Alamat, Pintig Cultural Group, at the Preston Bradley Center for the Arts. Just as Rodolfo Carlos Vera’s central character is divided between his American upbringing and Filipino heritage, so this play suffers a split personality. It’s both an enchanting introduction to the myths, music, and movement of the Kalinga tribe in the Philippines and a historical drama intended to expose the difficulties faced by this warrior tribe in particular and by Filipino immigrants to America in general, trying to keep their traditions alive despite war and cultural imperialism.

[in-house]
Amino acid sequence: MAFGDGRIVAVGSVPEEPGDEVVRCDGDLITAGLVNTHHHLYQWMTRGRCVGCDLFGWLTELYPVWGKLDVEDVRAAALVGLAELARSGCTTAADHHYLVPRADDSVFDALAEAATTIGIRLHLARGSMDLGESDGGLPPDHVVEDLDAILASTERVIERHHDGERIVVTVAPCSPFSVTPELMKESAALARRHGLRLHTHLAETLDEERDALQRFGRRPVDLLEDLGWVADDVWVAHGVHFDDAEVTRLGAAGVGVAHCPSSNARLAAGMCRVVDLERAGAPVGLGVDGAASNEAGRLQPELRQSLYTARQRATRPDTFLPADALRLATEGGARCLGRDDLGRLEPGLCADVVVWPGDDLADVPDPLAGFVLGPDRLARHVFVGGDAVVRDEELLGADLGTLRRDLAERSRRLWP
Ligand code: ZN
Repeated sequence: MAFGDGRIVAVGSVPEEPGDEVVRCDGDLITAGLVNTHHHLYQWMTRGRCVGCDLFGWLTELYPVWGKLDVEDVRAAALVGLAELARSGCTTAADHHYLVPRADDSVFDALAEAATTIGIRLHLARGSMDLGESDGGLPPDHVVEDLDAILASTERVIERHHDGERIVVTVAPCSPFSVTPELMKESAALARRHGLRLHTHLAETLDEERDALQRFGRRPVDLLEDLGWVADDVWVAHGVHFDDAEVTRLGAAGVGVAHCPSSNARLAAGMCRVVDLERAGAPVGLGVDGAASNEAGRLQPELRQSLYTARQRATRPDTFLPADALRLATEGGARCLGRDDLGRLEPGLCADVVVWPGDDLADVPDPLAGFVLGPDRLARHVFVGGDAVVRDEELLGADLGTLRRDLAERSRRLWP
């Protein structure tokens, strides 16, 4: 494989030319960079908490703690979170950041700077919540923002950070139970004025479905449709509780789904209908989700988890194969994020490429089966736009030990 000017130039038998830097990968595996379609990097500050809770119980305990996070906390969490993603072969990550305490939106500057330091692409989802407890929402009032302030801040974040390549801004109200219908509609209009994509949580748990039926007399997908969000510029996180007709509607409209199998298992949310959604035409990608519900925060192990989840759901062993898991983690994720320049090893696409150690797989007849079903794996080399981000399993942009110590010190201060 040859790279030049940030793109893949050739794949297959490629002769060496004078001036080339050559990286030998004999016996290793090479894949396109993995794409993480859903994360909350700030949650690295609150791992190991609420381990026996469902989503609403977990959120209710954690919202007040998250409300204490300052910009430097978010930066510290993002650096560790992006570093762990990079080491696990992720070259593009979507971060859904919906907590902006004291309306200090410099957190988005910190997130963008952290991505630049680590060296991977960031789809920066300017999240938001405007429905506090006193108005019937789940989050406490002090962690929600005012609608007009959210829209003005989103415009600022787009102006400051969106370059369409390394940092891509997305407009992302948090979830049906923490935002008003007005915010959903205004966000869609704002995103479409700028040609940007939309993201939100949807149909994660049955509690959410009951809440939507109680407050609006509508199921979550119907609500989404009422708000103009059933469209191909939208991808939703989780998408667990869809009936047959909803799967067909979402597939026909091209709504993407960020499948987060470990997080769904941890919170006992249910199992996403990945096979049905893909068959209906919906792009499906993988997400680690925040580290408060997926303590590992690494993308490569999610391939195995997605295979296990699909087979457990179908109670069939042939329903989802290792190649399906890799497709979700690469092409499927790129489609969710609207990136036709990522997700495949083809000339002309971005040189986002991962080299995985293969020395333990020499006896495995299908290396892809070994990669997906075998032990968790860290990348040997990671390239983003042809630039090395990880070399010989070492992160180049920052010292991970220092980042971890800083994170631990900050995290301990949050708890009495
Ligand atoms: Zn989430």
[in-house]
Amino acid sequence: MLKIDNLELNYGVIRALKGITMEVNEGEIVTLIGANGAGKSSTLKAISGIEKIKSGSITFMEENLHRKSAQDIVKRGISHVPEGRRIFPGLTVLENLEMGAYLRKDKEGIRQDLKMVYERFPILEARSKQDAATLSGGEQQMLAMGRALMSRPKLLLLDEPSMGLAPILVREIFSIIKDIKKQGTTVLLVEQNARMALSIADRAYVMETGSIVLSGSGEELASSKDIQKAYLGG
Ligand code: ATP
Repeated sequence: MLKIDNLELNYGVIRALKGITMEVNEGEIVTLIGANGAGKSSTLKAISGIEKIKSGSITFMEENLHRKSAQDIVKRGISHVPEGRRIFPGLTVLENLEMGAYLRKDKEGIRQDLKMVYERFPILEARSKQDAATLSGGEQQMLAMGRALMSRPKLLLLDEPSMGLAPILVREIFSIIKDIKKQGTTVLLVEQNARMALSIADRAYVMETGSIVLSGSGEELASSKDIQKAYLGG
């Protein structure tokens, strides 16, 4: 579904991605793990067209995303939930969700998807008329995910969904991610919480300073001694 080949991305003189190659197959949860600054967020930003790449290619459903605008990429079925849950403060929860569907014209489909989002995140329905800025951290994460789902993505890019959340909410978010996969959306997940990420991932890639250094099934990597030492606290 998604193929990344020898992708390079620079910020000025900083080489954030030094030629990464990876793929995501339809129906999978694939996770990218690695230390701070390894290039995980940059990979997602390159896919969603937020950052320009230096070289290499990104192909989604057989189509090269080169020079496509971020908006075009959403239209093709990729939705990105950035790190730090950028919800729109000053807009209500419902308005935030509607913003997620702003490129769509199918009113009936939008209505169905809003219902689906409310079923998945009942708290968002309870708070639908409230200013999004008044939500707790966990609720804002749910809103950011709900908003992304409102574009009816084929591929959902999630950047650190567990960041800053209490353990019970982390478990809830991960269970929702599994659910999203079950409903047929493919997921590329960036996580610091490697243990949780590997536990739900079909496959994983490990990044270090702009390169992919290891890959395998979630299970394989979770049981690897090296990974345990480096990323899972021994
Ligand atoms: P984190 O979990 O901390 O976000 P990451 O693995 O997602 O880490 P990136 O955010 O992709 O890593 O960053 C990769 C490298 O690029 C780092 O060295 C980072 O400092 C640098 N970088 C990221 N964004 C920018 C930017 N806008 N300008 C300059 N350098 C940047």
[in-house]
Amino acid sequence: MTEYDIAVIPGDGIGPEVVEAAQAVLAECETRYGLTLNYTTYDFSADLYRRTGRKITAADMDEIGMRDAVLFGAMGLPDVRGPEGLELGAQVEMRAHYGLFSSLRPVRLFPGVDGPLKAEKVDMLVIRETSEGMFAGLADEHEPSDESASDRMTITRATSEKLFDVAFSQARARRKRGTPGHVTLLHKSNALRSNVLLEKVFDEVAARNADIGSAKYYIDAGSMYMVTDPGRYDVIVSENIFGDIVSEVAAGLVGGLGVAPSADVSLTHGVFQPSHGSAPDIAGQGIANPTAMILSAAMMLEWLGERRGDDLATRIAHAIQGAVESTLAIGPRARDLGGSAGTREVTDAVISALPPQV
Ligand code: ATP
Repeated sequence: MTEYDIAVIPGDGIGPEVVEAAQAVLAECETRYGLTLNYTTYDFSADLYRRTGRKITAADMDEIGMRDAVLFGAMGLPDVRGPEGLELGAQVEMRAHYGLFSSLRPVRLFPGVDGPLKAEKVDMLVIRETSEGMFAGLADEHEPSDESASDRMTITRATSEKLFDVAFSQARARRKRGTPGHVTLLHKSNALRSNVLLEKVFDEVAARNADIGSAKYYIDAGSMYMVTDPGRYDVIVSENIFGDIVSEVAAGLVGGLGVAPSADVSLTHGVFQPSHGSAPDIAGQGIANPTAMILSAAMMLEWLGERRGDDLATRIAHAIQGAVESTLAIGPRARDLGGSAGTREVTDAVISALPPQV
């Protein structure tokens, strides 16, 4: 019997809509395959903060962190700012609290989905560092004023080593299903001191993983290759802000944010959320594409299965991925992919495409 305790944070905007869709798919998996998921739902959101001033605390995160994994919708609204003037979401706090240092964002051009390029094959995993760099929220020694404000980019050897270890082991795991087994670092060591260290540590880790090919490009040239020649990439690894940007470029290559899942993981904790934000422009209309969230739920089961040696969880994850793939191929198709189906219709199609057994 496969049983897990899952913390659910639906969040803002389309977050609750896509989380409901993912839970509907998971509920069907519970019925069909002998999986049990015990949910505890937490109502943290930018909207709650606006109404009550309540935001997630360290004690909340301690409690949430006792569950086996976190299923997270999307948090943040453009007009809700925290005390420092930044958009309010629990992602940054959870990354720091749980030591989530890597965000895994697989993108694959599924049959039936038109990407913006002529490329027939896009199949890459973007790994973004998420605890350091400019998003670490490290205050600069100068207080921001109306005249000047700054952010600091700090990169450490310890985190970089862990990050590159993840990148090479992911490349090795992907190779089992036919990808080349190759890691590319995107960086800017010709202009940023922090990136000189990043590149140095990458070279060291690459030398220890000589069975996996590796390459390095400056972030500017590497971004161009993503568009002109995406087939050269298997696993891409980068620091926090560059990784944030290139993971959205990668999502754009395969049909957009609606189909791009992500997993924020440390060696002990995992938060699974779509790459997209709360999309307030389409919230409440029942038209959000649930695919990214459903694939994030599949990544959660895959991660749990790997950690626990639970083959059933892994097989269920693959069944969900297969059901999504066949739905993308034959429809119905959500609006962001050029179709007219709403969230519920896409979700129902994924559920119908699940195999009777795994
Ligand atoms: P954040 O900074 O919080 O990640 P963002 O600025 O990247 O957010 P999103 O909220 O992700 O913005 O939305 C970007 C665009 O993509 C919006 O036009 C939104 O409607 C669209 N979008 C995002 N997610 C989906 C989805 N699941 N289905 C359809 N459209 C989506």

The play sweeps over an entire century, as one family suffers numerous indignities. They participate in a sideshow-style exhibition at the 1904 world’s fair, and later move to America for a better life following World War II only to confront racial prejudice. A son who identifies foremost as an American finds out too late the truth of his family’s heritage and his father’s hidden strength.

Vera’s idea that the past informs the present is valid but not novel. And by pursuing his point over four generations, he dispatches with character interactions that might have made his drama more powerful: each generation’s struggle is given short shrift. Some members of Louie Pascasio’s large cast bring great conviction to their roles, and all contribute to the buoyancy of the traditional storytelling scenes. But the acting can be uneven, and the play’s unfulfilled ambitions ultimately overwhelm Alamat’s originality and promise.